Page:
passage" is better expressed as "When all participants contributed
omit or replace a troublesome possessive pronoun. For example, change
"Every member of the Society is invited to express his opinion on this
topic" to "Every member of the Society is invited to express an
opinion...," or "A composer chooses his phrase structures according
to..." could become "A composer chooses phrase structures according
opening subordinate clauses that present a noun subject so that the noun begins
the principal clause. For example, "When a Schenkerian theorist moves from
foreground to middleground, she must..." can become "The Schenkerian
theorist, upon moving from foreground to middleground, must...," or, for
"If a set theorist circles his nexus sets on the score, he soon discovers
that...," substitute "A set theorist who circles nexus sets on scores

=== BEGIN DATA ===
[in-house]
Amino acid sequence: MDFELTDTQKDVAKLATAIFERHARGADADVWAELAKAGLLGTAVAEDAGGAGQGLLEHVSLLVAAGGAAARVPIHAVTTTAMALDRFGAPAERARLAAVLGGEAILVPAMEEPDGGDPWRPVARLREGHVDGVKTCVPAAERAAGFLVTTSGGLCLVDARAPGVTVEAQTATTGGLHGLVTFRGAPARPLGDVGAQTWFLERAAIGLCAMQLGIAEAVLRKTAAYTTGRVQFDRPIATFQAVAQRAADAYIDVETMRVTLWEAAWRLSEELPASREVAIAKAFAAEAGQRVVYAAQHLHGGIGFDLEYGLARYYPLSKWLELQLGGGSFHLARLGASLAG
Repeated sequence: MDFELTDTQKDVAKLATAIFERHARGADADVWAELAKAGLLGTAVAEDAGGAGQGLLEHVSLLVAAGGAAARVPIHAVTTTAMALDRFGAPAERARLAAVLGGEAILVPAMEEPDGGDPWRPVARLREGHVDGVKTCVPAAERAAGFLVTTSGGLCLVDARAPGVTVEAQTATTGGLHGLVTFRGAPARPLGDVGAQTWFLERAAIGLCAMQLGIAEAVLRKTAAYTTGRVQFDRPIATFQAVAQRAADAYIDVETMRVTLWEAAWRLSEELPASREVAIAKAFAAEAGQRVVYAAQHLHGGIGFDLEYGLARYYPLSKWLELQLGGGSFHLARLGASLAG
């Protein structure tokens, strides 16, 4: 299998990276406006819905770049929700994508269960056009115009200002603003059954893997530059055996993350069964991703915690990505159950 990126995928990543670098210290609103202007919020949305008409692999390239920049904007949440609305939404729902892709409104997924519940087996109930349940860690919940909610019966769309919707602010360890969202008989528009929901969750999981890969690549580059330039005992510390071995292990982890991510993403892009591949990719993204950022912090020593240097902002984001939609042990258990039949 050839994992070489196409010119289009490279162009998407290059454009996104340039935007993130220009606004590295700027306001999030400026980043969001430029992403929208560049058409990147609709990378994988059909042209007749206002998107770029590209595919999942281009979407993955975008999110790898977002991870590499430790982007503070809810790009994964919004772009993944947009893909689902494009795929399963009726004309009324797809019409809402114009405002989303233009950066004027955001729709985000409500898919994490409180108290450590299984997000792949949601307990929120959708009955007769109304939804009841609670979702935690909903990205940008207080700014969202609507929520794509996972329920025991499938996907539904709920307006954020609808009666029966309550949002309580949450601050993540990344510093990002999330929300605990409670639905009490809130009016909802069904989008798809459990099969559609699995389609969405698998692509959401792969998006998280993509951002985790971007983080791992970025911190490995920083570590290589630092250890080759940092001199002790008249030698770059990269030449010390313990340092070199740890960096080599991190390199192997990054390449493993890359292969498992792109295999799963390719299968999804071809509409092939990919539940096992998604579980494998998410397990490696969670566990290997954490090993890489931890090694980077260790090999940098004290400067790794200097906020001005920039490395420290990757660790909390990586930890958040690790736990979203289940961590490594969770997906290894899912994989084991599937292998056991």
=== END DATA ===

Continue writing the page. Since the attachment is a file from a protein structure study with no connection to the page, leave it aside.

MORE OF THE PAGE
soon discovers that..."
in the passive voice. "Each committee chair should submit his report by
September 1" can be replaced by "Committee reports should be
submitted by September 1."
using "one." "He might well wonder what his response should
be" could become "One might well wonder how to respond."
the first (or second) person instead of the third person. For instance,
"When the listener encounters this phrase, he will be struck by the sudden
shift in the harmonic rhythm" could be reworded to read: "When we
encounter this phrase, we will be struck by the sudden shift..."
Not all of these will work under all
conditions. The passive voice and "one," in particular, become
wearisome if overused, and repeated recourse to the first or second person,
singular or plural, can all too easily generate a cozy or folksy tone that is
at times inappropriate to scholarly prose. If none of the alternatives listed
above seems appropriate, completely rewriting the passage in question may be
the best solution.
"His or her," "she/he," and other such formations are
recommended only as a last resort. Used once, they will probably have to be
used again, with eventually disastrous impact upon the smooth flow of prose.
women and men in the same way. Special forms to indicate women are usually
unnecessary. Words and phrases such as "authoress,"
"poetess," "coed," "lady conductor," "woman